wherein, independently at each occurrence, π1 is absent or a bridge that provides electronic conjugation between D and the remainder of the molecule; π2 is absent or a bridge that provides electronic conjugation between A and the remainder of the molecule; D is an electron donating group having low electron affinity relative to the electron affinity of A; A is an electron accepting group having high electron affinity relative to the electron affinity of D; R1 is hydrogen, halogen, alkyl, aryl, or heteroalkyl; X is a single bond, O, S, Se, NR2 wherein R2 is independently at each occurrence alkyl, aryl, or heteroalkyl, or C(R3)2 wherein R3 is independently at each occurrence hydrogen, alkyl, aryl, or heteroalkyl; and any of π1, π2, D, or A independently at each occurrence can be further substituted with halogen; alkyl, aryl, or heteroalkyl.
  • Chromophores according to formula MDAC may be synthesized using reactions like those shown, for instance, in Figure 15A by: 1) double condensation of a selected aldehyde with doubly acidic π bridges; 2) Knoevenagel condensation of malononitrile and double reduction to the dialdehyde; and 3) coupling of a selected acceptor. Shown in Figure 15B are exemplary structures, which are not meant to limit the scope of the invention, that are additional embodiments of the current invention. One skilled in the art would recognize that there are many possible variants of MDC chromophores within the scope of the current invention that may be synthesized by methods like those disclosed in Figure 15A.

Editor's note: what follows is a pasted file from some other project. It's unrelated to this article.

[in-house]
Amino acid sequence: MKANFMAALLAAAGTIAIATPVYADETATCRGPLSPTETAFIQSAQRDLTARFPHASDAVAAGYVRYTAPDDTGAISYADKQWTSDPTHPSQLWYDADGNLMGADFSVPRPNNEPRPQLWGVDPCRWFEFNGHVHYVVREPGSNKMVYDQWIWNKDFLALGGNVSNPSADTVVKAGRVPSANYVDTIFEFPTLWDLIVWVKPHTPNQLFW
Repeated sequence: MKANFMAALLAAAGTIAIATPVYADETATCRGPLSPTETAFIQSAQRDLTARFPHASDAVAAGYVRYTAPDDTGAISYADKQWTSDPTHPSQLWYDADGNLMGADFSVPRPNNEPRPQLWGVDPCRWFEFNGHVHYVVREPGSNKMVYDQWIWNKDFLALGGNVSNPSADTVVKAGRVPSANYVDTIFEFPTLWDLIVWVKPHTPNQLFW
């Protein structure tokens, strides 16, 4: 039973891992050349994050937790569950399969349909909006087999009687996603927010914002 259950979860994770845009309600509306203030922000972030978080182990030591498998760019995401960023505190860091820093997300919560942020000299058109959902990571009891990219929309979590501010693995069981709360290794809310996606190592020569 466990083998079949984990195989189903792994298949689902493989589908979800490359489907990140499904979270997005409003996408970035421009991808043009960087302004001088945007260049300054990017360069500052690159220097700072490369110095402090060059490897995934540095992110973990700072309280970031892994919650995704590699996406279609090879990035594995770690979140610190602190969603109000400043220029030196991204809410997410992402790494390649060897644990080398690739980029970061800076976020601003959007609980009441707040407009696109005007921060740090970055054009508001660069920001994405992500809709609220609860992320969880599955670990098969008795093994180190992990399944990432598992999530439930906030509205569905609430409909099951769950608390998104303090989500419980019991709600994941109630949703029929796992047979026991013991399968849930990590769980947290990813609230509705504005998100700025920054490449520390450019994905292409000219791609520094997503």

• A tenth chromophore of D-π(-π1-A)n connectivity can be represented according to the formula MAC:
    Figure imgb0063
    wherein π1 is independently at each occurrence optional, R is independently at each occurrence alkyl, aryl, or heteroalkyl; and π independently at each occurrence or A independently at each occurrence can be further substituted with halogen, alkyl, aryl, or heteroalkyl.
  • An eleventh chromophore of (D-π1-)nπ-A connectivity can be represented according to the formula MDC:
    Figure imgb0064
    wherein π and π1 are independently at each occurrence optional, R1 is independently at each occurrence hydrogen, halogen, alkyl, aryl, or heteroalkyl; X is a single bond, O, S, Se, NR2 wherein R2 is independently at each occurrence alkyl, aryl, or heteroalkyl, or C(R3)2 wherein R3 is independently at each occurrence hydrogen, alkyl, aryl, or heteroalkyl; and any of π, π1, D, or A independently at each occurrence can be further substituted with halogen, alkyl, aryl, or heteroalkyl.